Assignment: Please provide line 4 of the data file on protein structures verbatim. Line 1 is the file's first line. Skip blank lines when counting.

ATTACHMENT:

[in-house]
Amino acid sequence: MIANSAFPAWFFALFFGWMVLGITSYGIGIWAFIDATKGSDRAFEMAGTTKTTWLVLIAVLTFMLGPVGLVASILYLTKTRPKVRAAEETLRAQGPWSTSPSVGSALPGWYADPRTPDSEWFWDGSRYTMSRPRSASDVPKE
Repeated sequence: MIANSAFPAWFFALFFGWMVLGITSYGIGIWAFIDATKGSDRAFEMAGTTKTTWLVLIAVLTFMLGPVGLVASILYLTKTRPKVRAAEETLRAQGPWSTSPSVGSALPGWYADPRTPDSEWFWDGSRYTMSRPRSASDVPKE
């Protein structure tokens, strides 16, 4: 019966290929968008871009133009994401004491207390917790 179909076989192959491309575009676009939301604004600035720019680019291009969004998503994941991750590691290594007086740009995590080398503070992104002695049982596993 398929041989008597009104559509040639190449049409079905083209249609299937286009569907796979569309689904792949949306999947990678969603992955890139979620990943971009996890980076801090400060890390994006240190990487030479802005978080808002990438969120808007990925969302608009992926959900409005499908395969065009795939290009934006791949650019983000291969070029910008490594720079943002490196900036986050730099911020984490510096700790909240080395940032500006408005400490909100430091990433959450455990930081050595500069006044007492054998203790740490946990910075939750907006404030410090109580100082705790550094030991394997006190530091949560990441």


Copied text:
């Protein structure tokens, strides 16, 4: 019966290929968008871009133009994401004491207390917790 179909076989192959491309575009676009939301604004600035720019680019291009969004998503994941991750590691290594007086740009995590080398503070992104002695049982596993 398929041989008597009104559509040639190449049409079905083209249609299937286009569907796979569309689904792949949306999947990678969603992955890139979620990943971009996890980076801090400060890390994006240190990487030479802005978080808002990438969120808007990925969302608009992926959900409005499908395969065009795939290009934006791949650019983000291969070029910008490594720079943002490196900036986050730099911020984490510096700790909240080395940032500006408005400490909100430091990433959450455990930081050595500069006044007492054998203790740490946990910075939750907006404030410090109580100082705790550094030991394997006190530091949560990441």